Interestingly, two companies on this list—Toucan and Mote—have a language focus: learning a new one, or adapting voice to text. Both can be added to a web browser too, making it easier to attract new users.
- Headquarters: San Francisco
- Founded: 2010
- Total Funding: $225M, according to Crunchbase
There’s been plenty of talk about "The Great Resignation"—employees leaving jobs at a high degree this year. The popularity of SmartRecruiters, which has been around for 10+ years, seems to reinforce this movement. According to data sent to Amplitude, from June 2020 to June 2021, SmartRecruiters saw 10,897% growth in monthly active users. To fill more and more candidate roles, recruiters are turning to SmartRecruiters en masse. And to find a new job, many potential employees are using SmartRecruiters too. Consider this: with large customers like McDonald’s, every person who applies to a McDonald’s position is a SmartRecruiters user.
- Headquarters: Austin, TX
- Founded: 2014
- Total Funding: $20.4M, according to Crunchbase
As digital product usage grows, so does the need for developer-friendly tools. Stoplight is a product that streamlines the process behind designing, building, and documenting an API. With an intuitive interface for such a critical business function, Stoplight has seen 4663% growth in monthly active users over a 12-month period. And in a time when up to 97% of product professionals work remotely, developer products like Stoplight have become all the more necessary.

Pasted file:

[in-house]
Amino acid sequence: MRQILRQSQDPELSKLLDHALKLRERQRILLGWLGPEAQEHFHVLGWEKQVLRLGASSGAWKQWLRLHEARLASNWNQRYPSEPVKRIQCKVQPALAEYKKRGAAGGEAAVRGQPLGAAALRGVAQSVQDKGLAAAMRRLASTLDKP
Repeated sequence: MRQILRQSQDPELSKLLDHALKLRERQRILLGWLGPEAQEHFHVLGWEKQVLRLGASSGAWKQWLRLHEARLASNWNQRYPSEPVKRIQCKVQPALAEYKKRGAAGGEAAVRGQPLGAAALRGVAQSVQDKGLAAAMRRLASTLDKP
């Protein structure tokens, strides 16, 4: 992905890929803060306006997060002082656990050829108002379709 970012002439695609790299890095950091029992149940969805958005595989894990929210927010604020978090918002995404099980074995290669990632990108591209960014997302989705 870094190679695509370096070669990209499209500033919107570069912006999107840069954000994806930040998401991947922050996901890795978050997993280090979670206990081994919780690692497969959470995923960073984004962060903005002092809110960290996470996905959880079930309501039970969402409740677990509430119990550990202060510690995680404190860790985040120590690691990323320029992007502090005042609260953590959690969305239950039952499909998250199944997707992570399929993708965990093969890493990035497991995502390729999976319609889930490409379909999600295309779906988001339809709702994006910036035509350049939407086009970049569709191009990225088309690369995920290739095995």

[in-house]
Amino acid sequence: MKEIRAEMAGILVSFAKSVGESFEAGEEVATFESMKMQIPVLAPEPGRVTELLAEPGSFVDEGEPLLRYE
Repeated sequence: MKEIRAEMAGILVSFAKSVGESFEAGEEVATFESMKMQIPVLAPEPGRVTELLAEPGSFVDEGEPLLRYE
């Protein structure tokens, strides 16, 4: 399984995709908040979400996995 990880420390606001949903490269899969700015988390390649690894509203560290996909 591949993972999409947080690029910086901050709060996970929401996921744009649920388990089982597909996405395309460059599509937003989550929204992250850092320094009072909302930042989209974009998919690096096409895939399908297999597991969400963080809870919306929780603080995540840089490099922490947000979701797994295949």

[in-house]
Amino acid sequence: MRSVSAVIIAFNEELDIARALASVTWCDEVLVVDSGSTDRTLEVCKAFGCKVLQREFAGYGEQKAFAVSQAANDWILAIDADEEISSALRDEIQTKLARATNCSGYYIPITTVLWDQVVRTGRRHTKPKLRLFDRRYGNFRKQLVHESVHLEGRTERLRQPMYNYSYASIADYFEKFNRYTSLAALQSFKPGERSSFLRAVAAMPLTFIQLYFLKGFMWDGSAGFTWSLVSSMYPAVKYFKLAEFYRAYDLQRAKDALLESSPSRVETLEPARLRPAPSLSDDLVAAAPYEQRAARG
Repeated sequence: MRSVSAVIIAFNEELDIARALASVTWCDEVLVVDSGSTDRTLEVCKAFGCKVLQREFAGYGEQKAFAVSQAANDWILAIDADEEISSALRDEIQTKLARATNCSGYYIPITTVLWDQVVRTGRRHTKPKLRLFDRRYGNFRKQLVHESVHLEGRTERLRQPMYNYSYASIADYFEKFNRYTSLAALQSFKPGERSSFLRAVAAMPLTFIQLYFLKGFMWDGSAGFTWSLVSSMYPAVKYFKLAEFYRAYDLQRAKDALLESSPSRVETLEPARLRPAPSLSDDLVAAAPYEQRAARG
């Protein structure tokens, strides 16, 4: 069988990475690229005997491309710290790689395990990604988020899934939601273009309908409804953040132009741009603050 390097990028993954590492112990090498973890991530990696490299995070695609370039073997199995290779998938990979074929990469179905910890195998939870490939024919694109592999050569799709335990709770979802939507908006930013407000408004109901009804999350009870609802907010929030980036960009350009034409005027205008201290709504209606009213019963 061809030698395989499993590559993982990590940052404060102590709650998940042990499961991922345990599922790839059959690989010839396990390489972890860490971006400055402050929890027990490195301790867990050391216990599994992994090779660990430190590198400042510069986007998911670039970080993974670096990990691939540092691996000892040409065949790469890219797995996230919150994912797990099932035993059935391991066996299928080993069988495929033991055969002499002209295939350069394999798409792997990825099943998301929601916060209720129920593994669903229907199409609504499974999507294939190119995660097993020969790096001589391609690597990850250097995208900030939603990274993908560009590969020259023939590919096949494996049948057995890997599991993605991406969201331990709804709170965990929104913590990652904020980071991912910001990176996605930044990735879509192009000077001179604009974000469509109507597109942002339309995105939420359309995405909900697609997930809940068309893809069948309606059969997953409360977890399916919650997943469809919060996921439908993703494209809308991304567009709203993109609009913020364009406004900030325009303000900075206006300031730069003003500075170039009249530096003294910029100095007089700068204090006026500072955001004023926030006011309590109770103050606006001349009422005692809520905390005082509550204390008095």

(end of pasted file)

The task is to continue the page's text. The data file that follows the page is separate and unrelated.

- Headquarters: Santa Monica, CA
- Founded: 2019
- Total Funding: $7.5M, according to Crunchbase
With Toucan, learning a new language is easy. Toucan is a browser extension that will change a few words to a new language while a user browses the web. By seeing these second-language words contextualized, users are able to learn essential vocabulary while they multitask. In one year alone, the product has seen 3602% growth in monthly active users. Some of this organic growth could come from adding new languages—and thus new learners—to the platform, as well as due to the simple fact that in 2020 and 2021, screen time hit new highs, and Toucan is a perfect product to turn screen time into learning time.
- Headquarters: San Francisco
- Founded: 2019
- Total Funding: $34.5M, according to Crunchbase
Get financial rewards for working out? Seems like a slam dunk. Turns out, it is. Paceline—which offers users exclusive rewards from popular brands when users hit their fitness goals—is taking off among consumers. In one year, the product has seen 3222% growth in monthly active users.